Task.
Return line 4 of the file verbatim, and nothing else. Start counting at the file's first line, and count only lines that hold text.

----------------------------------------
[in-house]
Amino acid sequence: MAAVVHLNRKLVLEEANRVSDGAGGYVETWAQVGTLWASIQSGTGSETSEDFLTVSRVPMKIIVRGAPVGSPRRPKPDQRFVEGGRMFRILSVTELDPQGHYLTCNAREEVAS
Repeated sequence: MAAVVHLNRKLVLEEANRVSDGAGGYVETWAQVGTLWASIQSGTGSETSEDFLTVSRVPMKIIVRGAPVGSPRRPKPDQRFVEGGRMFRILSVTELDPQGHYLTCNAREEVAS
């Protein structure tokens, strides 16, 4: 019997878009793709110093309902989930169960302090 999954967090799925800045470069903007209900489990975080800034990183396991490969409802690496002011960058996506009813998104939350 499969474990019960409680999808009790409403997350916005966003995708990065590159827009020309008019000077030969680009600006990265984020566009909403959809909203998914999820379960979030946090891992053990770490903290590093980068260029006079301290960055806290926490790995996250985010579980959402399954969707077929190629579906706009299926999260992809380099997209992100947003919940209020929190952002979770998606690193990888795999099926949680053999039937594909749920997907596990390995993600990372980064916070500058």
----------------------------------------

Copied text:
């Protein structure tokens, strides 16, 4: 019997878009793709110093309902989930169960302090 999954967090799925800045470069903007209900489990975080800034990183396991490969409802690496002011960058996506009813998104939350 499969474990019960409680999808009790409403997350916005966003995708990065590159827009020309008019000077030969680009600006990265984020566009909403959809909203998914999820379960979030946090891992053990770490903290590093980068260029006079301290960055806290926490790995996250985010579980959402399954969707077929190629579906706009299926999260992809380099997209992100947003919940209020929190952002979770998606690193990888795999099926949680053999039937594909749920997907596990390995993600990372980064916070500058």